Scope of Injunction Challenged
Carmen Alvarez, the lead plaintiff in the lawsuit, claims that Chipotle was still required to comply with the overtime rule as of Dec. 1, 2016, even though the court blocked implementation and enforcement.
Joseph Sellers, an attorney with Cohen Milstein Sellers & Toll in Washington, D.C.—who represents Alvarez in this case—said Mazzant's hold on the new salary threshold was limited in scope.
Among other things, the complaint asserts that Mazzant's order enjoined the DOL and its officials from "implementing and enforcing" the rule—but didn't halt the rule's effective date or prevent parties who weren't a part of that lawsuit to bring private actions against their employers.
But Adelson said the Chipotle worker's complaint contradicts Mazzant's order. Mazzant had said the preliminary injunction would preserve the status quo—meaning it would not raise the salary threshold—while the court determines the rule's validity and the DOL's authority to make the rule.
"A nationwide injunction is proper in this case," Mazzant wrote in his Nov. 22, 2016, ruling on the preliminary injunction.
"The final rule is applicable to all states. Consequently, the scope of the alleged irreparable injury extends nationwide," he said. "A nationwide injunction protects both employees and employers from being subject to different EAP exemptions based on location."
Paul said the intent of Mazzant's nationwide injunction was clear. For Alvarez to succeed in her claim against Chipotle, the federal district court in that case would have to find that Mazzant used the wrong language when he enjoined the DOL from "implementing" the new overtime rule, rather than "staying" the rule from going into effect. "While anything is possible, such a ruling is unlikely," he added.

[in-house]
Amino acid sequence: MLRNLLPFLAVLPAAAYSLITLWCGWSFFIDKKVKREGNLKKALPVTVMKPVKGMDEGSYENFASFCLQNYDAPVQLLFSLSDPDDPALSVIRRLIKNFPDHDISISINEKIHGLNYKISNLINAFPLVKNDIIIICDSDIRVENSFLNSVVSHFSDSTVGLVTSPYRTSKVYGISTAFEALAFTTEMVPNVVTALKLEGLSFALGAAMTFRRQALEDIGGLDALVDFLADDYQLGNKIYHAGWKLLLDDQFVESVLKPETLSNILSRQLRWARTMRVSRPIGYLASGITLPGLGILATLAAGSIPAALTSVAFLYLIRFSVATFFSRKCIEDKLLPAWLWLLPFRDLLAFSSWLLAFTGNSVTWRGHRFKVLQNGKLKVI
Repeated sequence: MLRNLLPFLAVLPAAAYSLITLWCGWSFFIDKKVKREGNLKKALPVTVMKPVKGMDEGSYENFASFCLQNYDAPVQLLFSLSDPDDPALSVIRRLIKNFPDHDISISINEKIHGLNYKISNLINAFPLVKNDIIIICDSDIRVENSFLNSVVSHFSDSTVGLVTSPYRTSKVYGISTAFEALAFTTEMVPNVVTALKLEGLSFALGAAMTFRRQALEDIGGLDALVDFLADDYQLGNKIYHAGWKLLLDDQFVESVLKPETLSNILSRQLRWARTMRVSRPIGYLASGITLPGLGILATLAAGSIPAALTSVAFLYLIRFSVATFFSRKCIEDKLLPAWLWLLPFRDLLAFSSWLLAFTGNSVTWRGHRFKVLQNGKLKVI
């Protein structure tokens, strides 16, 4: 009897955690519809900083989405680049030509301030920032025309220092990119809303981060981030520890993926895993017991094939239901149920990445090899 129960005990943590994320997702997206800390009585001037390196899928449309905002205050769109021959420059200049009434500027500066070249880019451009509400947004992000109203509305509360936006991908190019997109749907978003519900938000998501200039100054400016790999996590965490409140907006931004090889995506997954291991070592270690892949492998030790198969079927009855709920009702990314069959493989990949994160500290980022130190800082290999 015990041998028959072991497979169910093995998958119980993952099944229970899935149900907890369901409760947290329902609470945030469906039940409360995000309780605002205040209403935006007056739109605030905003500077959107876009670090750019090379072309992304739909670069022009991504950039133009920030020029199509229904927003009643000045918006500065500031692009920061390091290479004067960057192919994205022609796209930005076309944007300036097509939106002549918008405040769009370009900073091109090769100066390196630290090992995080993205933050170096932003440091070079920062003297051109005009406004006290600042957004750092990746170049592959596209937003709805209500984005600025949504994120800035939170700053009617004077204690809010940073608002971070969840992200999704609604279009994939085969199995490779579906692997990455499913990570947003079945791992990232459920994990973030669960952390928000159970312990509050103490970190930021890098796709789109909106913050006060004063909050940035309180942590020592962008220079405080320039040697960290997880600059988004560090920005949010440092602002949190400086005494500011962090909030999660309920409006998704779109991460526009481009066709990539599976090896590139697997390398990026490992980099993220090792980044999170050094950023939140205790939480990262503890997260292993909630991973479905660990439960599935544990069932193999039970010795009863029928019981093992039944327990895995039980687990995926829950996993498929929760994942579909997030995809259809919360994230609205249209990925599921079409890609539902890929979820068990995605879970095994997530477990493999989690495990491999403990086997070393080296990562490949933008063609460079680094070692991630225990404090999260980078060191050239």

At the core of the Alvarez case is the independent question of whether Chipotle apprentices were properly classified as exempt based on the duties they performed, Anderson said.
She noted that the parties and the lawyers in the case will likely argue about the nature of the apprentice duties and how much work time was spent on different types of tasks. "Any argument about the enjoined overtime final rule is a sideshow," she remarked.
What Happens Now?
"Employers should know more in July 2017, but for now it looks as if employers should expect a new overtime rule with a different salary threshold," Paul said.
On June 6, Labor Secretary Alexander Acosta told a U.S. House of Representatives appropriations subcommittee that the DOL was planning to take the first step toward revising the DOL overtime rule by seeking information on it from interested parties "in the next two to three weeks," Paul noted.
"While not determinative, Secretary Acosta's comments, which are consistent with his prior comments questioning the wisdom of the $47,476 salary threshold, indicate the DOL will issue another revised final rule with a different salary threshold," he said. Further, if Acosta's comments are any indication, it appears less and less likely that the DOL will pursue the appeal of Mazzant's injunction, Paul added.